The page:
Free Markets, Free People

Dale Franks

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Economic Statistics for 1 Oct 14

September motor vehicle sales fell a sharp -6.3% to a worse-than-expected 16.4 million annual rate. The domestic sales rate was 13.2 million annualized. September faced a tough comparison to a very strong August, but sales were expected to be stronger.

ADP’s estimate for private payroll growth for September is 213,000.

Markit’s PMI Manufacturing Index for September fell just -0.4 points to a still-strong 57.5.

The ISM Manufacturing Index fell -2.4 points to 56.6.

Construction spending fell -0.8% in August after a 1.2% increase in July. Market expectations were for a 0.5% increase. On a year-over-year basis, spending rose 5.0%.

The J.P. Morgan Global Manufacturing PMI edged down -0.4 points to a still-positive 52.2.

Gallup’s US Job Creation Index reached a six-year high of 30 in September.

The MBA reports that mortgage applications fell -0.2% last week, with purchases unchanged, but refis down -0.3%.


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Economic Statistics for 30 Sep 14

ICSC-Goldman reports weekly retail sales fell -0.2%, and rose 3.6% on a year-over-year basis. Redbook reports retail sales rose 4.3% on a year-ago basis.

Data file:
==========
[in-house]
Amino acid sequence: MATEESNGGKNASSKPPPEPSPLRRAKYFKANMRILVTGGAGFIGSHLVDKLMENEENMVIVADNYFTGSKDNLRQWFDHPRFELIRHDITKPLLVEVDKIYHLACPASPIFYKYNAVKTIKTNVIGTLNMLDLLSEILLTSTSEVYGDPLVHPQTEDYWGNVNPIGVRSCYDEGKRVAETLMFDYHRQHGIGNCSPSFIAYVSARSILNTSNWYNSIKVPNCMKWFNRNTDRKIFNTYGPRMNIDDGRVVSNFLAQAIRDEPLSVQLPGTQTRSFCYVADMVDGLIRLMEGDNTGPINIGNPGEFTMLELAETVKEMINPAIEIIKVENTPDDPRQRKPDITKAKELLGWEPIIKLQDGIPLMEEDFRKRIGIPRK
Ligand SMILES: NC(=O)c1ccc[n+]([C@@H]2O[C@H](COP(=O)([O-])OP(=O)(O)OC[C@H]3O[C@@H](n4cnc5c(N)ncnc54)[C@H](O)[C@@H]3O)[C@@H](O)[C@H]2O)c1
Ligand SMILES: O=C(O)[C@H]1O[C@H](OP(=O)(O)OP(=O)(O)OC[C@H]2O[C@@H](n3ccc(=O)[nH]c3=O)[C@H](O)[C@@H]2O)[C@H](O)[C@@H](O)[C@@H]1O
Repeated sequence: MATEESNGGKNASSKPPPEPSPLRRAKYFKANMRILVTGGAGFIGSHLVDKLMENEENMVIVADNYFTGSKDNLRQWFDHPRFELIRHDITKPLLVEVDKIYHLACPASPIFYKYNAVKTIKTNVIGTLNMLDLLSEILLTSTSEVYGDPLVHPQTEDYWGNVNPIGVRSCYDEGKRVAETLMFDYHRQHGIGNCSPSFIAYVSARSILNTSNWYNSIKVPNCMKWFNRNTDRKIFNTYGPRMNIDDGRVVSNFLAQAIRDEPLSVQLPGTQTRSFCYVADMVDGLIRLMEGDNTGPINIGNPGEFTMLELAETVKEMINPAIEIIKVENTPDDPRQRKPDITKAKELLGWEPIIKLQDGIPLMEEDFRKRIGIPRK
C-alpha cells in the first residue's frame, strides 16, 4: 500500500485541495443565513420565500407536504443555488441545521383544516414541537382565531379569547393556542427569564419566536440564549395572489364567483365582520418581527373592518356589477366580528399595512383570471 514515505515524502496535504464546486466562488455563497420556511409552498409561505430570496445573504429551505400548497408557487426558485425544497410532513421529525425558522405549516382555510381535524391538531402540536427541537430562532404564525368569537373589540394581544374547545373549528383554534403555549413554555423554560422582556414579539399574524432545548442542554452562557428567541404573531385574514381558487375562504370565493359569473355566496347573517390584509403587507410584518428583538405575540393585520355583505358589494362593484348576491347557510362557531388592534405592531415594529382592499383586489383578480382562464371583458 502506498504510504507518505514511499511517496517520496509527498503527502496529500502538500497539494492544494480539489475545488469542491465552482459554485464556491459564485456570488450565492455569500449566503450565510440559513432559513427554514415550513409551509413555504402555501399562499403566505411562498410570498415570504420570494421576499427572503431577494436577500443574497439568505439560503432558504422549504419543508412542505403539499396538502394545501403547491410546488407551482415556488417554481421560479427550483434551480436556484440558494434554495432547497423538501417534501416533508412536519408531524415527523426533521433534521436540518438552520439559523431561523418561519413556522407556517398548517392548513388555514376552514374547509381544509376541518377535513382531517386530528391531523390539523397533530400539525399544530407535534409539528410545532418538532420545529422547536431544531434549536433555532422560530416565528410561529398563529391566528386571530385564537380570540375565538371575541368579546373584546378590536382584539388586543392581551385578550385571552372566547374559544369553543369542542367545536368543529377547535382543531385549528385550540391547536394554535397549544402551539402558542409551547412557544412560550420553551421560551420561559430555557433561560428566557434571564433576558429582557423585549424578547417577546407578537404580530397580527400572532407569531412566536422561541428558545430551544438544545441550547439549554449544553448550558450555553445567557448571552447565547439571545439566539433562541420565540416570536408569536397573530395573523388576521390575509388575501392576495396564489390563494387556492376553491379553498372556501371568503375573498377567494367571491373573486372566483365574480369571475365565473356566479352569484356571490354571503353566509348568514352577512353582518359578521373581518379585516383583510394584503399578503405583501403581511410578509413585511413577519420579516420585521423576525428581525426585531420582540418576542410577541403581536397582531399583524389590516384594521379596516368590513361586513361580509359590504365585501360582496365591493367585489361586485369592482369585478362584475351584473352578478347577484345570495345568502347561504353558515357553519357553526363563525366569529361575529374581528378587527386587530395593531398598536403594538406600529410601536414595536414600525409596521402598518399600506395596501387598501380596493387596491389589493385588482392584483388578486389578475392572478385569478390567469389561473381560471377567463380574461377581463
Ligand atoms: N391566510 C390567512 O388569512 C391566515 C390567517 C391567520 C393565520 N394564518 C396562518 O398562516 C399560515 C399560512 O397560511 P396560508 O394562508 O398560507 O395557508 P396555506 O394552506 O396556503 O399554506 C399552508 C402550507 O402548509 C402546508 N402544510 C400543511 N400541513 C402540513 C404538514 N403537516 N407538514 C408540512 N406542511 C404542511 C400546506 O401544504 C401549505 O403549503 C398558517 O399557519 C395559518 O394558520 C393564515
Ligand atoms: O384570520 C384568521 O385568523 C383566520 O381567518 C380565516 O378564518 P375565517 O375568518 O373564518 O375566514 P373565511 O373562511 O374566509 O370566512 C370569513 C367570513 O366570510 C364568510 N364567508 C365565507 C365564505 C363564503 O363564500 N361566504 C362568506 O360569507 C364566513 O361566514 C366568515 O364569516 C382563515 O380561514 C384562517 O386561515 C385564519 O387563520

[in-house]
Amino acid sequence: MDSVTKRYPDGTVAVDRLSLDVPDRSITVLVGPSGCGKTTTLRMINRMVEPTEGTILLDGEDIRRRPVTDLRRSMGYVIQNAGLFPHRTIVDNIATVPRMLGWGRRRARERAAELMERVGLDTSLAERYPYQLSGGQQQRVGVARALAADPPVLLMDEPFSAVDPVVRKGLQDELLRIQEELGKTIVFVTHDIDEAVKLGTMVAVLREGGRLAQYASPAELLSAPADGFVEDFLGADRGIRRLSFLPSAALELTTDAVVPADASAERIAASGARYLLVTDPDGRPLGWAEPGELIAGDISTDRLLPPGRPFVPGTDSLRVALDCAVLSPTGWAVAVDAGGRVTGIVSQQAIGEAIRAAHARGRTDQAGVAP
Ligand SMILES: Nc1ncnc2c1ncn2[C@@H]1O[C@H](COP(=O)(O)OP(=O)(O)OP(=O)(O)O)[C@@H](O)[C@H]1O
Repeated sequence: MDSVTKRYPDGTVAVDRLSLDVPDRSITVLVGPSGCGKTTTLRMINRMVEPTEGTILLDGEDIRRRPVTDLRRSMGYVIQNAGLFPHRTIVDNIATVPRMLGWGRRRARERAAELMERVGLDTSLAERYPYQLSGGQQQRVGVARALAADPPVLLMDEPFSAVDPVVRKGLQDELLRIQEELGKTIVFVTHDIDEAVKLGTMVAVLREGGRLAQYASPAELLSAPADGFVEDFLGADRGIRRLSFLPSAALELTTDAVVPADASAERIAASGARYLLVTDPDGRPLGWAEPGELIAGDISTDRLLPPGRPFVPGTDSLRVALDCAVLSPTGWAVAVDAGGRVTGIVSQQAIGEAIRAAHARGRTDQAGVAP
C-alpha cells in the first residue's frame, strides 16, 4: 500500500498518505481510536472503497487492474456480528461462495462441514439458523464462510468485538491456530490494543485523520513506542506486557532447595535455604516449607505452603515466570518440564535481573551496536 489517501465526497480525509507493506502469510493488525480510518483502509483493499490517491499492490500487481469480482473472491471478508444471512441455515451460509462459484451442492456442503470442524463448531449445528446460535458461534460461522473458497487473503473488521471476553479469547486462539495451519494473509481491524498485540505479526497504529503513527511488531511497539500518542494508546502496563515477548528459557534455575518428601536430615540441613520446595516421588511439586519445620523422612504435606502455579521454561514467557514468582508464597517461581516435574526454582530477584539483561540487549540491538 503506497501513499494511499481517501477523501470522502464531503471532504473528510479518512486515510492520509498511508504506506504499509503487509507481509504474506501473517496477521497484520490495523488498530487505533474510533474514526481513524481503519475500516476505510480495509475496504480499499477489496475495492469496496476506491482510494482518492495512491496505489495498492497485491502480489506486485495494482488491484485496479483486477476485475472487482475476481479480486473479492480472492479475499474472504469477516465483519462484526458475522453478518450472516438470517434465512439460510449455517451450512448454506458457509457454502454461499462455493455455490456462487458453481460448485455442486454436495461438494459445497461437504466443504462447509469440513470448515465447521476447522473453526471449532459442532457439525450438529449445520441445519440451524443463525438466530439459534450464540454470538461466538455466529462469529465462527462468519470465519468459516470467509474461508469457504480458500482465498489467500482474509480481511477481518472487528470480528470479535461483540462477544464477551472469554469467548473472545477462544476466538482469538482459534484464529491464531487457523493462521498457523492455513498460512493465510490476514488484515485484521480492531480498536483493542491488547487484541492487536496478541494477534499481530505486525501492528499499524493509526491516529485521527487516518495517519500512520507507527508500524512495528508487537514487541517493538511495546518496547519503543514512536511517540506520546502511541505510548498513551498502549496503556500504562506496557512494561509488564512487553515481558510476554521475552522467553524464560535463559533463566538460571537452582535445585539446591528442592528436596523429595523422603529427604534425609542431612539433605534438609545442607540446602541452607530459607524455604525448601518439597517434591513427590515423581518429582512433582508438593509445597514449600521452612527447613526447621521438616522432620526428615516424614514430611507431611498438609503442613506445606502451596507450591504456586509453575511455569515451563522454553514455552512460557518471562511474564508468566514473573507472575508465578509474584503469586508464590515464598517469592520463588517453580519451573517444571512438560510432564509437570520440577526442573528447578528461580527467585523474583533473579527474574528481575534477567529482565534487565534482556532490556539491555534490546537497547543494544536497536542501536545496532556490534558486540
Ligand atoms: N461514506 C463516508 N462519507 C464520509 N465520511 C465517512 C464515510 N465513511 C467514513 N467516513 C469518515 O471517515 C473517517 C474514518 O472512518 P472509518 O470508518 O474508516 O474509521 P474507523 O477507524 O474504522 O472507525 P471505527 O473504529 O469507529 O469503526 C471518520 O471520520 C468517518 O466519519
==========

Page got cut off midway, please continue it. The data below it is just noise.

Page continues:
The S&P/Case-Shiller 20-city home price index fell a sharp 0.5% in July, the steepest drop since November 2011. This is the third straight monthly decline. Once again, the numbers from the housing sector show a lot of weakness.  On a year-over-year basis, the index is up 6.7%.

The Chicago Purchasing Manager’s Index fell 3.8 points in September to 60.5.

The Conference Board’s consumer confidence index in fell sharply from 92.4 to 86.0 in September.

The State Street Investor Confidence Index rose 1.1 points to 123.9 in September, on rising confidence among European institutional investors.


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Economic Statistics for 29 Sep 14

Personal income rose 0.3% in August, while personal spending rose 0.5%. The PCE Price index was unchanged overall, but up 0.1% at the core level. On a year over year basis, personal income rose 4.3%, spending rose 4.1%, and the PCE Price index rose 1.5% at both the headline and core rate.

The pending home sales index for August fell 1.0% to 104.7, as the housing sector remains stubbornly flat.

The Dallas Fed general business activity index for September rose 3.7 points to 10.8, while the production index rocketed from 6.8 to 17.6.


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Economic Statistics for 25 Sep 14

Durable goods orders fell a sharp -18.2% in August, but ex-transportation orders rose a healthy 0.7%. On a year-over-year basis, new orders rose 8.9% overall, while ex-transportation orders rose 7.3%.

The Kansas City Fed Manufacturing Index rose 3 points to 6 in September.

The PMI Services Flash for September was unchanged at 58.5.

Initial weekly jobless claims rose 12,000 to 293,000. The 4-week average fell 1,000 to 298,500. Continuing claims rose 7,000 to 2.439 million.

The Bloomberg Consumer Comfort Index fell -1.8 points to 35.5 in the latest week, which is a 4-month low.

The Fed’s balance sheet rose $9.5 billion last week, with total assets of $4.459 trillion. Reserve bank credit rose $10.1 billion.